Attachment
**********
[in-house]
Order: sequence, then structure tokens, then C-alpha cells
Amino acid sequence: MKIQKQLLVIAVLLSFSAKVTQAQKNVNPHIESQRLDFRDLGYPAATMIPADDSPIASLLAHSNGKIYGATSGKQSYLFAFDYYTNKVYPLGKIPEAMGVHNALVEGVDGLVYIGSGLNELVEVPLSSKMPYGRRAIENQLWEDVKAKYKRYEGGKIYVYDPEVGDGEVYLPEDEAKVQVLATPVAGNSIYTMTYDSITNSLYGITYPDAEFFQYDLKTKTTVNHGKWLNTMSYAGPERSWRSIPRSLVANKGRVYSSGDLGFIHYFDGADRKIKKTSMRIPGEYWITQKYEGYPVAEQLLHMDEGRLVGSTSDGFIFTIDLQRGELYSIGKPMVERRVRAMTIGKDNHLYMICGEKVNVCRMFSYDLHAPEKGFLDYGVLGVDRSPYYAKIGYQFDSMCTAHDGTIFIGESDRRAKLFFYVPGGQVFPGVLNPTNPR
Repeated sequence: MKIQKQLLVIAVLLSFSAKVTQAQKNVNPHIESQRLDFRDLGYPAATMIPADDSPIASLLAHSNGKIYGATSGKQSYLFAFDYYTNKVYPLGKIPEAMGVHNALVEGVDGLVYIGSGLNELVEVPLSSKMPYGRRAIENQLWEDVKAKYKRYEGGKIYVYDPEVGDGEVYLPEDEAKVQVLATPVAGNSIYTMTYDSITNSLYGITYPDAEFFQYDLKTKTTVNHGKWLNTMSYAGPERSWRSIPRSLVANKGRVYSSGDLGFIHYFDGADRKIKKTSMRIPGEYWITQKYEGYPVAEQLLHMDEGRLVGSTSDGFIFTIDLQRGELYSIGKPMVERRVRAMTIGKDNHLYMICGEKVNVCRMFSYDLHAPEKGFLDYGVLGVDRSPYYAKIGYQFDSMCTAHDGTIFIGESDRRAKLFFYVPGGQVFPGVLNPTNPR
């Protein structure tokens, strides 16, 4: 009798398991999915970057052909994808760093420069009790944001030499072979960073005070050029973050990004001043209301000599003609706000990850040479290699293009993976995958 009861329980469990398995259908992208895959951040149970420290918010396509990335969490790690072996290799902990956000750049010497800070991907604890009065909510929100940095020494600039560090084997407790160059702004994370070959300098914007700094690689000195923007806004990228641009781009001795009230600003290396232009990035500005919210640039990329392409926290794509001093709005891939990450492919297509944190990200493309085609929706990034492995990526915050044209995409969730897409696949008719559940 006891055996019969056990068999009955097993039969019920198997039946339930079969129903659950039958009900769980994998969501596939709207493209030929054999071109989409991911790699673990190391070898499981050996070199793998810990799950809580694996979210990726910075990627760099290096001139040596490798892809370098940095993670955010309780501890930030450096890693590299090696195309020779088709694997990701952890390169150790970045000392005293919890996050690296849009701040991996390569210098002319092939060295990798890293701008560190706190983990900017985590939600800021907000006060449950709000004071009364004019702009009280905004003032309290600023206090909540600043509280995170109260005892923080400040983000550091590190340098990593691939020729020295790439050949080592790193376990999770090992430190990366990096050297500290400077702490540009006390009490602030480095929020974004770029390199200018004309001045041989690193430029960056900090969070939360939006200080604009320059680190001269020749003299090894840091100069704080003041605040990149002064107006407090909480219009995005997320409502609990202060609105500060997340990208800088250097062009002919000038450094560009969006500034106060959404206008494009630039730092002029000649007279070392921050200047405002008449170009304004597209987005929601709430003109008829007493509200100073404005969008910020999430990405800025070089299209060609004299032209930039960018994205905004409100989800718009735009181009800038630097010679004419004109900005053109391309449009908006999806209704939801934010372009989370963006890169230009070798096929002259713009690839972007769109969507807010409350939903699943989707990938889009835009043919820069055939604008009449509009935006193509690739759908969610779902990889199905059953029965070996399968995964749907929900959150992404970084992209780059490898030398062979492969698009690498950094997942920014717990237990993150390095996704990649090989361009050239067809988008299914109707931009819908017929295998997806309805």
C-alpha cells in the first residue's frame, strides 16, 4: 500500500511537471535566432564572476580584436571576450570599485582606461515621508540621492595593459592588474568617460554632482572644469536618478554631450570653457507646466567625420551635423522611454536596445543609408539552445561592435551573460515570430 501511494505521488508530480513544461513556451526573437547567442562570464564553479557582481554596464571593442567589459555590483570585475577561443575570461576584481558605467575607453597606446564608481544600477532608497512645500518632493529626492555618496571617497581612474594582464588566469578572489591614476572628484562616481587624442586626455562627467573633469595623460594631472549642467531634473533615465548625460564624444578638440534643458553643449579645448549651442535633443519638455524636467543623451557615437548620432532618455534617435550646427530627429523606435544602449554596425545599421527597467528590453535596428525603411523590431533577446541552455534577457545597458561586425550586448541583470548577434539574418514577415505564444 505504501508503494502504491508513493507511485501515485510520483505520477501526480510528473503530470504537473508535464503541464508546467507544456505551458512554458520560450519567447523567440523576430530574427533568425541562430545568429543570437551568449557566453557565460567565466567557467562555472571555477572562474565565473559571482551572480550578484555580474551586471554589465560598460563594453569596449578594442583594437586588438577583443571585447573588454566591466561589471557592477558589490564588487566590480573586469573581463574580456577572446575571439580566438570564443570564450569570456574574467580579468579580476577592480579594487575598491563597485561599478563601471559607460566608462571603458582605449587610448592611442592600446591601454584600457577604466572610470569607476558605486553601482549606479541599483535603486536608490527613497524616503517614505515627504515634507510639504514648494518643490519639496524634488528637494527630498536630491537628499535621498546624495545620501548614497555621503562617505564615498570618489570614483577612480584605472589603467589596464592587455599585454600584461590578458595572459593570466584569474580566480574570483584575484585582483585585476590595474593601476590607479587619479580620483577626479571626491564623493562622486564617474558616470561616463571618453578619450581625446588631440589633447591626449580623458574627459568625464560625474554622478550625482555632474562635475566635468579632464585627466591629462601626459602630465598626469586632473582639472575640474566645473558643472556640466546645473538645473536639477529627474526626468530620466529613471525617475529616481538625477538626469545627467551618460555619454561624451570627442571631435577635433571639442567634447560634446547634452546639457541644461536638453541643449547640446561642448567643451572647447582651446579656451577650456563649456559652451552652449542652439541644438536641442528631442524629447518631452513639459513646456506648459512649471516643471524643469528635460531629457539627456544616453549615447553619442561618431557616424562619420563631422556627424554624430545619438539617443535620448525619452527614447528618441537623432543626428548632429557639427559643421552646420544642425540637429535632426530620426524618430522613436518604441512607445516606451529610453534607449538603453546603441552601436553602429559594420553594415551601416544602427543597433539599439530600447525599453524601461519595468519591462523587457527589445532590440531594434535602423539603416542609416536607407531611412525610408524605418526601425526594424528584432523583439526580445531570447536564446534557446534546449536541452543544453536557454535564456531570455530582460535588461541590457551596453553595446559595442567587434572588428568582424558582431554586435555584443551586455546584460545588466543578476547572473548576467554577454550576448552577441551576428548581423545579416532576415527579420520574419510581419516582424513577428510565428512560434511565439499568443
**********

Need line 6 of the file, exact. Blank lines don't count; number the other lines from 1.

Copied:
C-alpha cells in the first residue's frame, strides 16, 4: 500500500511537471535566432564572476580584436571576450570599485582606461515621508540621492595593459592588474568617460554632482572644469536618478554631450570653457507646466567625420551635423522611454536596445543609408539552445561592435551573460515570430 501511494505521488508530480513544461513556451526573437547567442562570464564553479557582481554596464571593442567589459555590483570585475577561443575570461576584481558605467575607453597606446564608481544600477532608497512645500518632493529626492555618496571617497581612474594582464588566469578572489591614476572628484562616481587624442586626455562627467573633469595623460594631472549642467531634473533615465548625460564624444578638440534643458553643449579645448549651442535633443519638455524636467543623451557615437548620432532618455534617435550646427530627429523606435544602449554596425545599421527597467528590453535596428525603411523590431533577446541552455534577457545597458561586425550586448541583470548577434539574418514577415505564444 505504501508503494502504491508513493507511485501515485510520483505520477501526480510528473503530470504537473508535464503541464508546467507544456505551458512554458520560450519567447523567440523576430530574427533568425541562430545568429543570437551568449557566453557565460567565466567557467562555472571555477572562474565565473559571482551572480550578484555580474551586471554589465560598460563594453569596449578594442583594437586588438577583443571585447573588454566591466561589471557592477558589490564588487566590480573586469573581463574580456577572446575571439580566438570564443570564450569570456574574467580579468579580476577592480579594487575598491563597485561599478563601471559607460566608462571603458582605449587610448592611442592600446591601454584600457577604466572610470569607476558605486553601482549606479541599483535603486536608490527613497524616503517614505515627504515634507510639504514648494518643490519639496524634488528637494527630498536630491537628499535621498546624495545620501548614497555621503562617505564615498570618489570614483577612480584605472589603467589596464592587455599585454600584461590578458595572459593570466584569474580566480574570483584575484585582483585585476590595474593601476590607479587619479580620483577626479571626491564623493562622486564617474558616470561616463571618453578619450581625446588631440589633447591626449580623458574627459568625464560625474554622478550625482555632474562635475566635468579632464585627466591629462601626459602630465598626469586632473582639472575640474566645473558643472556640466546645473538645473536639477529627474526626468530620466529613471525617475529616481538625477538626469545627467551618460555619454561624451570627442571631435577635433571639442567634447560634446547634452546639457541644461536638453541643449547640446561642448567643451572647447582651446579656451577650456563649456559652451552652449542652439541644438536641442528631442524629447518631452513639459513646456506648459512649471516643471524643469528635460531629457539627456544616453549615447553619442561618431557616424562619420563631422556627424554624430545619438539617443535620448525619452527614447528618441537623432543626428548632429557639427559643421552646420544642425540637429535632426530620426524618430522613436518604441512607445516606451529610453534607449538603453546603441552601436553602429559594420553594415551601416544602427543597433539599439530600447525599453524601461519595468519591462523587457527589445532590440531594434535602423539603416542609416536607407531611412525610408524605418526601425526594424528584432523583439526580445531570447536564446534557446534546449536541452543544453536557454535564456531570455530582460535588461541590457551596453553595446559595442567587434572588428568582424558582431554586435555584443551586455546584460545588466543578476547572473548576467554577454550576448552577441551576428548581423545579416532576415527579420520574419510581419516582424513577428510565428512560434511565439499568443